The following problem is what motivated my previous MO question.

It is easily seen that for any given 0-1 matrix $M$, one can always find
a set $\mathcal P$ of points, and a set $\mathcal C$ of simple curves in
the plane, so that their incidence matrix is exactly the matrix $M$.
Suppose, however, that any pair of curves from $\mathcal C$ is now
allowed to intersect in at most one point (be it a point of $\mathcal P$
or any other point), and let's say that the matrix $M$ is
*realizable* if such $\mathcal P$ and $\mathcal C$ can be found.
Clearly, a necessary condition for this is that the scalar product of any
two rows of $M$ be at most $1$, but this condition is insufficient: say,
for $q$ large enough, by the Szemeredi-Trotter theorem, the point-line
incidence matrix of the finite projective plane $PG(2,q)$ has two many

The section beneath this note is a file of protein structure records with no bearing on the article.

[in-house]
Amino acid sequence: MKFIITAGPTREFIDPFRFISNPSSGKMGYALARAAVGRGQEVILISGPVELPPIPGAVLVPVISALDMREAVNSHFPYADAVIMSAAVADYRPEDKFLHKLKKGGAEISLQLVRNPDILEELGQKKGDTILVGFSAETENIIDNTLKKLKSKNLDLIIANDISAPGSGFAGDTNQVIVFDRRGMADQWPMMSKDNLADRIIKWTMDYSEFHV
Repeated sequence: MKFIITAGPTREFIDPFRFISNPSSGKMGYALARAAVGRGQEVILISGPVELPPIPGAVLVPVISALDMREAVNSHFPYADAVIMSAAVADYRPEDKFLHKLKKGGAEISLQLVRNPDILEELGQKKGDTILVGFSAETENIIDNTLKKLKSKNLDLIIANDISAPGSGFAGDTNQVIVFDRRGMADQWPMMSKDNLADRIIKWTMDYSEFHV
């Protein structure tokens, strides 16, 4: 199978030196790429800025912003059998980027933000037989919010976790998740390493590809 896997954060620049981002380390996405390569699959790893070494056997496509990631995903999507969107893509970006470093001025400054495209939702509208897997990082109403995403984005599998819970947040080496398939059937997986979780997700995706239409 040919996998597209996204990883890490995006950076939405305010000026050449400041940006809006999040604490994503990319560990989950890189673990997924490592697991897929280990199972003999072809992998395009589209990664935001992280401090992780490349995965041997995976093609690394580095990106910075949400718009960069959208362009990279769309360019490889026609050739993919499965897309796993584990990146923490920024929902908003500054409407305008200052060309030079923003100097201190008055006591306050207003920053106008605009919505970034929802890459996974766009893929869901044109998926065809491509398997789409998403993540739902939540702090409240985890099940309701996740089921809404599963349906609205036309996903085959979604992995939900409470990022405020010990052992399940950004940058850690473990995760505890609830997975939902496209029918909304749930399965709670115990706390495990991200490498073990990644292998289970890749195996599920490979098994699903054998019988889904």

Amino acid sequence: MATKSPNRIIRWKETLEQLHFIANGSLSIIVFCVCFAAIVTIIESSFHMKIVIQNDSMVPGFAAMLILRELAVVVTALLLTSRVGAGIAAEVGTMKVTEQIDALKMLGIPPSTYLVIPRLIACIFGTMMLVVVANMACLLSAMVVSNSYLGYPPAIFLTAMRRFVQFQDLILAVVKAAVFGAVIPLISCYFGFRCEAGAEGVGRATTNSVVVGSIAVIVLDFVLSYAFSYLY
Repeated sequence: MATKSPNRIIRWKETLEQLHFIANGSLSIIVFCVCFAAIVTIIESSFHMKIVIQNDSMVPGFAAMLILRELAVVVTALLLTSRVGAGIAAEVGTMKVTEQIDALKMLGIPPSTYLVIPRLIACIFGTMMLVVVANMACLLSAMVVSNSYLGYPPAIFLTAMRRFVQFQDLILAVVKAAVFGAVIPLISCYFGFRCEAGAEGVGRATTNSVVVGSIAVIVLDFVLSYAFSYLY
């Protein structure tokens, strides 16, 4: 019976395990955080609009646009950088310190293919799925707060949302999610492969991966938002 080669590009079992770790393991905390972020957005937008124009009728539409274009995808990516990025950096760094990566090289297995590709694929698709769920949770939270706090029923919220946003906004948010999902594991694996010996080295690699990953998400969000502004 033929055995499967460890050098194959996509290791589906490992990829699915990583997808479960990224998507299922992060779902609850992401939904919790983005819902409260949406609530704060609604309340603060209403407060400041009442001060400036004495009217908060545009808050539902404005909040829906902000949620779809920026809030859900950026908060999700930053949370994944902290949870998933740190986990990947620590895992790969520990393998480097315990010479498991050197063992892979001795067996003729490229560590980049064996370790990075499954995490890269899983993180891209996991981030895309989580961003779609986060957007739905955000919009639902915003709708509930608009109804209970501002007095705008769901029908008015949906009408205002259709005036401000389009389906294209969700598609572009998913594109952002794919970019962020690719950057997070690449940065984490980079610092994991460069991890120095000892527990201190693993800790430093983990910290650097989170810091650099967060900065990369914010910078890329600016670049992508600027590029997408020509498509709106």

incidences to be realizable. What are other reasonable necessary /
sufficient conditions for $M$ to be realizable? What are "small" examples
of non-realizable 0-1 matrices?

### Added June 03, 2013

Here is a very specific question along these lines. Everything I presently can say on the problem above is essentially symmetric in $\mathcal P$ and $\mathcal C$. This suggests that, perhaps, there is some duality between points and curves involved. Accordingly, I wonder whether, by any chance, it can be true that $M$ is realizable if and only if its transpose $M^t$ is realizable?